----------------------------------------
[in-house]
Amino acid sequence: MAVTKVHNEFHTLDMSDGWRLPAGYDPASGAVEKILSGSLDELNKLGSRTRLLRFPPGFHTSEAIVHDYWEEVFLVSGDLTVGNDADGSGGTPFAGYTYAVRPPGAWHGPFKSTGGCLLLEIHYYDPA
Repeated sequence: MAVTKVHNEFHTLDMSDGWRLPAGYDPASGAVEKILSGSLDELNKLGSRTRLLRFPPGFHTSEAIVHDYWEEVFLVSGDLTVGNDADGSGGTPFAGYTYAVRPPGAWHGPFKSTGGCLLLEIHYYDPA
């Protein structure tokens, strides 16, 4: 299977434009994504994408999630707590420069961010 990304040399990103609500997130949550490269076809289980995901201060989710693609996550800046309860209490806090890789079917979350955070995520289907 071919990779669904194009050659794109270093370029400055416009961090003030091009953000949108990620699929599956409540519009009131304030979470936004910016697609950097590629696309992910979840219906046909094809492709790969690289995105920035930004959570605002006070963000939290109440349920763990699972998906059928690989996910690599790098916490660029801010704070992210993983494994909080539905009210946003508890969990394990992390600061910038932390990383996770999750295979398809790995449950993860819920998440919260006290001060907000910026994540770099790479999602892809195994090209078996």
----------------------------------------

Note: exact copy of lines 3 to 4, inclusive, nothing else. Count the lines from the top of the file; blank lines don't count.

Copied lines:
Repeated sequence: MAVTKVHNEFHTLDMSDGWRLPAGYDPASGAVEKILSGSLDELNKLGSRTRLLRFPPGFHTSEAIVHDYWEEVFLVSGDLTVGNDADGSGGTPFAGYTYAVRPPGAWHGPFKSTGGCLLLEIHYYDPA
């Protein structure tokens, strides 16, 4: 299977434009994504994408999630707590420069961010 990304040399990103609500997130949550490269076809289980995901201060989710693609996550800046309860209490806090890789079917979350955070995520289907 071919990779669904194009050659794109270093370029400055416009961090003030091009953000949108990620699929599956409540519009009131304030979470936004910016697609950097590629696309992910979840219906046909094809492709790969690289995105920035930004959570605002006070963000939290109440349920763990699972998906059928690989996910690599790098916490660029801010704070992210993983494994909080539905009210946003508890969990394990992390600061910038932390990383996770999750295979398809790995449950993860819920998440919260006290001060907000910026994540770099790479999602892809195994090209078996």